[1663,1666] Find another pair that prevents a planar embedding of the graph.
         </p>
         <hr>
         <div class="upwhitesq"> </div>
         <h2>Planar embeddings<a name="14"></a></h2>
         <p>To investigate planar embeddings, let's start with the road network again.</p><pre class="codeinput">load(<span class="string">'../graphs/minnesota.mat'</span>);
test_planar_graph(A(1:500,1:500))
</pre><pre class="codeoutput">
ans =

     1

</pre><p>Good, we found a planar region!</p><pre class="codeinput">A = A(1:500,1:500);
xy = xy(1:500,:);

gplot(A,xy,<span class="string">'.-'</span>);
</pre><img vspace="5" hspace="5" src="planar_graphs_06.png"> <p>Let's compute it's planar embedding</p><pre class="codeinput">X = chrobak_payne_straight_line_drawing(A);
gplot(A,X,<span class="string">'.-'</span>);
</pre><img vspace="5" hspace="5" src="planar_graphs_07.png"> <p>Well, that isn't quite as helpful, but now you know how to compute a straight line drawing.  The straight line drawing is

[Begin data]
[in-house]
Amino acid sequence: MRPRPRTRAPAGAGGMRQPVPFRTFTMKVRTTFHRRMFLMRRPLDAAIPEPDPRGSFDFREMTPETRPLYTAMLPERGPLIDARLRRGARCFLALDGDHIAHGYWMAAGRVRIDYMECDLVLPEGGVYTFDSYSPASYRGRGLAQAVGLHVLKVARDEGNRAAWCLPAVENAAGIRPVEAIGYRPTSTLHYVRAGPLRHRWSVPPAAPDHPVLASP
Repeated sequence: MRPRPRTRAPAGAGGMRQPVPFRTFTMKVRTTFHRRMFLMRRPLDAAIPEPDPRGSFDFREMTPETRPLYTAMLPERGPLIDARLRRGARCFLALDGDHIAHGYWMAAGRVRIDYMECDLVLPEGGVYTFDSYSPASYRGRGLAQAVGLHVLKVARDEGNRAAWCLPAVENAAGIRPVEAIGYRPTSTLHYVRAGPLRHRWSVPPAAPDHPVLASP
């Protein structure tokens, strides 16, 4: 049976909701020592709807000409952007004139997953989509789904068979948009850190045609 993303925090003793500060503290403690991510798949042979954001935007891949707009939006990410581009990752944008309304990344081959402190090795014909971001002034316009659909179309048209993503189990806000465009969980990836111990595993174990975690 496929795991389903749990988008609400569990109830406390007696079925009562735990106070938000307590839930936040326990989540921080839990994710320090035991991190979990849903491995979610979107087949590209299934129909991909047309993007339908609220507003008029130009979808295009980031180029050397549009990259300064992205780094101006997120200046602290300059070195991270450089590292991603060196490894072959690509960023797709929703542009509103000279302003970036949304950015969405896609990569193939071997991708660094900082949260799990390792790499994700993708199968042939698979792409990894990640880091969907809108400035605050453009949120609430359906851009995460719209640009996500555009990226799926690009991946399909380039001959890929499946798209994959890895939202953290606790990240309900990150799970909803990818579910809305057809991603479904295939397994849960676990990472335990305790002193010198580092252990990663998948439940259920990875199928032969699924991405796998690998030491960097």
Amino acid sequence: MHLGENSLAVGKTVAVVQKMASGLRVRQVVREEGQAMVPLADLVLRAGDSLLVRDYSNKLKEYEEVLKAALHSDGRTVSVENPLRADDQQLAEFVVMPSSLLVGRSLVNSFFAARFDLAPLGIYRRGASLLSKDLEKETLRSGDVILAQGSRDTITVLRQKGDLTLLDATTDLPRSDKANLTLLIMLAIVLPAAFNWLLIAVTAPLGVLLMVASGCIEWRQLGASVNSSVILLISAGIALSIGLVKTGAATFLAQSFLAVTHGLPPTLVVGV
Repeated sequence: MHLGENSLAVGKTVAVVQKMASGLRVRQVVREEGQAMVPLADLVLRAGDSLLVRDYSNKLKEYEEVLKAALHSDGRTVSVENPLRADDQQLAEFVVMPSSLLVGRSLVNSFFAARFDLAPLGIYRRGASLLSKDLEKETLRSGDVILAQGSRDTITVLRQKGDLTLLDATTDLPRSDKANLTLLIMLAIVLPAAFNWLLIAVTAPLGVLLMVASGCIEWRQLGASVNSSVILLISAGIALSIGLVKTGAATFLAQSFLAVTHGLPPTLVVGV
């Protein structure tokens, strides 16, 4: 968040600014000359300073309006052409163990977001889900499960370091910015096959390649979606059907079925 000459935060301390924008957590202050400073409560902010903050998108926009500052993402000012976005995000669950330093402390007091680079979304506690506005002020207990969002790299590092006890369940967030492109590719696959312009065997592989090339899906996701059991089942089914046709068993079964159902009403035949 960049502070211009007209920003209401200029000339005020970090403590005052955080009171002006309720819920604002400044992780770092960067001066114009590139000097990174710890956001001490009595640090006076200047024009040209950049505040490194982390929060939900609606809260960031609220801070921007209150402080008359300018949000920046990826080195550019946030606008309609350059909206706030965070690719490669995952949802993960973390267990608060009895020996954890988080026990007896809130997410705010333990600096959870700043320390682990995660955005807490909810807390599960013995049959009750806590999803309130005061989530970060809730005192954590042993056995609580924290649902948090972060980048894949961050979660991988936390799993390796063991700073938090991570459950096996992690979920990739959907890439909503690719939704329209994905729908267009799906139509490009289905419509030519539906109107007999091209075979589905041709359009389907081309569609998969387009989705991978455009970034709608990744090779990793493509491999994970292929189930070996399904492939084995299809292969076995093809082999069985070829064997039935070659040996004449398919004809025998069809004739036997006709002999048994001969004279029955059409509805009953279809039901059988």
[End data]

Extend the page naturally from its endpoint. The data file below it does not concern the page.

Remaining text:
computed from a maximal planar graph.  A maximal planar graph cannot have any additional edges and still be planar.
         </p><pre class="codeinput">M = make_maximal_planar(A);
gplot(M,X,<span class="string">'.-'</span>);
</pre><img vspace="5" hspace="5" src="planar_graphs_08.png"> <hr>
         <div class="upwhitesq"> </div>
         <h2>Conclusion<a name="18"></a></h2>
         <p>That's it for our brief tour of planar graph algorithms in MatlabBGL. See the BGL documentation pages on planar graph algorithms
            for more information.
         </p>